The topic of computer security is a complex and technical one. If you are at all unsure about any of the information provided below please do not hesitate to contact Hansoft support at

Protection of project data

During normal operation the Hansoft client will hold portions of the Hansoft database in memory. When the client is disconnected from the server (for example by the user logging out) the client will save a cache of the database that it holds to disk. This cache is stored on the users hard drive encrypted with AES-256. The encryption key used is provided by the server and is not stored on the users machine. This means that once a user logs out of Hansoft on their machine any information in the Hansoft projects they are a member of is not available to anyone but that user.

Any documents that the user may have downloaded from a Hansoft project are not encrypted.

Connection security

When a Hansoft client connects to a server the following steps take place to ensure the security of the connection:

1) Client connects to the server using SSL (provided by the industry standard OpenSSL library)

1.1) The server proves its identity to the client via its X.509 certificate.

1.2) The client decides whether or not to trust the server by either presenting the certificate to the user or by validating the certificate against the trust store of the client.

1.3) The server can optionally require the client to provide its own certificate to allow the server to verify the identity of the client.

TLS 1.2 is used for the entire session.

All communication between the server and client occurs over this secured connection.

A number of settings on both the server and client machines can be used to control aspects of the connection process. These settings are discussed in the sections "Server security settings" and "Client security settings" below.



Hansoft supports X.509 Base64 encoded DER certificates.

The server will by default automatically generate a self signed certificate for identifying itself to clients. For improved security you can specify your own server certificate, possibly signed by a known and already trusted certificate authority.

As part of verifying a server's identity a client will check that the server's hostname is present in the subjectAltName or subjectCommonName field of the certificate. If you generate your own server certificate ensure that you include the DNS entry for each databases’ hostname in the subjectAltName field to avoid hostname mismatch validation errors when clients connect.

Hansoft supports wildcard hostname matching in certificates.

Version 8.2009 and onwards of Hansoft support the security protocol TLS 1.2.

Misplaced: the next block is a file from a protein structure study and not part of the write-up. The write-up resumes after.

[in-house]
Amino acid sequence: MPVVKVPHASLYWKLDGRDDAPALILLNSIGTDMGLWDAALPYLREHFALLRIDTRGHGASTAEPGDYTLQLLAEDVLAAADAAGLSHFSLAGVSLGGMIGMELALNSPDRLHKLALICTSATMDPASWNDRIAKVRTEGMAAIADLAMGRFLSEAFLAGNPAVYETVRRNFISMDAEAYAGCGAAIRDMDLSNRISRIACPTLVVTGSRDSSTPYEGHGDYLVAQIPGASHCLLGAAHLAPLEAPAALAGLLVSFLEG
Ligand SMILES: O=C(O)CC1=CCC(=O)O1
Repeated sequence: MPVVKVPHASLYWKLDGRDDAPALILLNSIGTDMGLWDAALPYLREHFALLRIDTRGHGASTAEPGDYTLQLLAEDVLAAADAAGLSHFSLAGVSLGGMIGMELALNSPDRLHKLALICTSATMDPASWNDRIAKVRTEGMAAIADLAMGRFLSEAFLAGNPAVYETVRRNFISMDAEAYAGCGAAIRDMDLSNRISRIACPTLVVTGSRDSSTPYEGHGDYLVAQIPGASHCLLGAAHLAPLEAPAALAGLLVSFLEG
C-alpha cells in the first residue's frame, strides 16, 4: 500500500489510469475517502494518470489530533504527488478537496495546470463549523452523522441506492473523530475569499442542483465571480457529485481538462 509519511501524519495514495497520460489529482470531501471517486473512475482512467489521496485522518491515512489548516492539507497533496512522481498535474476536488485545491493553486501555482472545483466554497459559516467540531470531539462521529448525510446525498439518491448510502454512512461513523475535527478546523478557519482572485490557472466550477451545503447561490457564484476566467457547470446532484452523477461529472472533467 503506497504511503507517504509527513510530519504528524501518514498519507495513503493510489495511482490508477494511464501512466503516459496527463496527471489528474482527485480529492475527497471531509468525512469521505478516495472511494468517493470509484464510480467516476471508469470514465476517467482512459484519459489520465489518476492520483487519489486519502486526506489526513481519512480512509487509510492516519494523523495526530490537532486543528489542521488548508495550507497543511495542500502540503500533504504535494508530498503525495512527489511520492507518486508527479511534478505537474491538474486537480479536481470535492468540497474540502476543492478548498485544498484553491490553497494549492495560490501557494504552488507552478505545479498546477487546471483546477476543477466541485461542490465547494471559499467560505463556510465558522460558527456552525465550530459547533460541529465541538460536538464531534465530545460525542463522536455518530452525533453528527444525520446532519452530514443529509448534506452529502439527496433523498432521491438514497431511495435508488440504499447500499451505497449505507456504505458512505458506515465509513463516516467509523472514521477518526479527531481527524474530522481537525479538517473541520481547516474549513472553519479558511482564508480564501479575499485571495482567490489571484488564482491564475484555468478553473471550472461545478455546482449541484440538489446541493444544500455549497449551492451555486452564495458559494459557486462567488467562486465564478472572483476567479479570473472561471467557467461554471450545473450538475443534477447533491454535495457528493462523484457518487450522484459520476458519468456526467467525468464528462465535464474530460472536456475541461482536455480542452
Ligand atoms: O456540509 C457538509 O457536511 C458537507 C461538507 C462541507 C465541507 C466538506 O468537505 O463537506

Refer to the Security section of the Hansoft user manual (available from for information on how the validation process appears in the client.


Replace self sign certificate

The certificate needs to be Base64 encoded to work, once you change the public certificate on the server, you have one minute to put the corresponding private key into the private folder on the server. Once both are in place there will be an entry in the server log to indicate that the security settings have changed.

Hansoft supports Base 64 encoded X509 certificate and keys. To avoid hostname mismatch warnings when clients connect it is important to ensure that the hostname that users connect to is either the common name of the certificate or listed within the subject alternative names.

It doesn't matter what the certificate or key files are called, as long as there is only one file in the Cert folder and one file in the Private folder.

You should not need to restart the server for the new certificate to be used by the server.


Shares and certificates

Tickets for shares also include the public certificate of the server that generated the ticket. This ensures that a server importing a ticket can verify the server they are connecting to.

Note: If a server changes its security settings while a share is connected, the ticket will automatically be exchanged with the other server and the connection re-established. If the shares are disconnected when security settings change you will be required to generate the ticket again (which will now contain the new certificate of the server) and re-import it.


Server security settings

There are four folders that contain certificates that are used to identity itself to clients (Cert and Private) and identify clients (TrusedCerts and CRLStore). These are located in the Security folder, in the same folder as the server executable.

Folder Description